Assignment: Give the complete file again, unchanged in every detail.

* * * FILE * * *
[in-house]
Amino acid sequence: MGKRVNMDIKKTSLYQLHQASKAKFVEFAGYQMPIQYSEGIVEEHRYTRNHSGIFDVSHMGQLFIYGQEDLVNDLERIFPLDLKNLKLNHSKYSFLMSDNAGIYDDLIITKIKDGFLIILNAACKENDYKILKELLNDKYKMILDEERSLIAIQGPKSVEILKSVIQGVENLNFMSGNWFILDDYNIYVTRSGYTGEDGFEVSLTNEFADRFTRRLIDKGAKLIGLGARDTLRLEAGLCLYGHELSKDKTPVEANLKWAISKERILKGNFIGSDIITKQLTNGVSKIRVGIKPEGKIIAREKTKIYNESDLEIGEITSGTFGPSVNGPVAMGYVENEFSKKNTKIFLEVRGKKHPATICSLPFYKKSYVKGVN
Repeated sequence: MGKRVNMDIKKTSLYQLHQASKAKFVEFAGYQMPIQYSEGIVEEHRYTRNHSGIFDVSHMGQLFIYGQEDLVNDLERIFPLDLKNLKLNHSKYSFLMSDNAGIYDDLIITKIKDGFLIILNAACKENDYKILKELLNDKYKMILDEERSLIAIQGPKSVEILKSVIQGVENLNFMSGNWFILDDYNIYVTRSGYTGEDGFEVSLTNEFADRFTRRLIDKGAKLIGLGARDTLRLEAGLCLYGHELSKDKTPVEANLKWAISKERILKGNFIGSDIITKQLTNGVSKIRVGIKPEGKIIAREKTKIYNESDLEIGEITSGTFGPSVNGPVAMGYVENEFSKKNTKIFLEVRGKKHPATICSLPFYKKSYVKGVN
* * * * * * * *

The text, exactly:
[in-house]
Amino acid sequence: MGKRVNMDIKKTSLYQLHQASKAKFVEFAGYQMPIQYSEGIVEEHRYTRNHSGIFDVSHMGQLFIYGQEDLVNDLERIFPLDLKNLKLNHSKYSFLMSDNAGIYDDLIITKIKDGFLIILNAACKENDYKILKELLNDKYKMILDEERSLIAIQGPKSVEILKSVIQGVENLNFMSGNWFILDDYNIYVTRSGYTGEDGFEVSLTNEFADRFTRRLIDKGAKLIGLGARDTLRLEAGLCLYGHELSKDKTPVEANLKWAISKERILKGNFIGSDIITKQLTNGVSKIRVGIKPEGKIIAREKTKIYNESDLEIGEITSGTFGPSVNGPVAMGYVENEFSKKNTKIFLEVRGKKHPATICSLPFYKKSYVKGVN
Repeated sequence: MGKRVNMDIKKTSLYQLHQASKAKFVEFAGYQMPIQYSEGIVEEHRYTRNHSGIFDVSHMGQLFIYGQEDLVNDLERIFPLDLKNLKLNHSKYSFLMSDNAGIYDDLIITKIKDGFLIILNAACKENDYKILKELLNDKYKMILDEERSLIAIQGPKSVEILKSVIQGVENLNFMSGNWFILDDYNIYVTRSGYTGEDGFEVSLTNEFADRFTRRLIDKGAKLIGLGARDTLRLEAGLCLYGHELSKDKTPVEANLKWAISKERILKGNFIGSDIITKQLTNGVSKIRVGIKPEGKIIAREKTKIYNESDLEIGEITSGTFGPSVNGPVAMGYVENEFSKKNTKIFLEVRGKKHPATICSLPFYKKSYVKGVN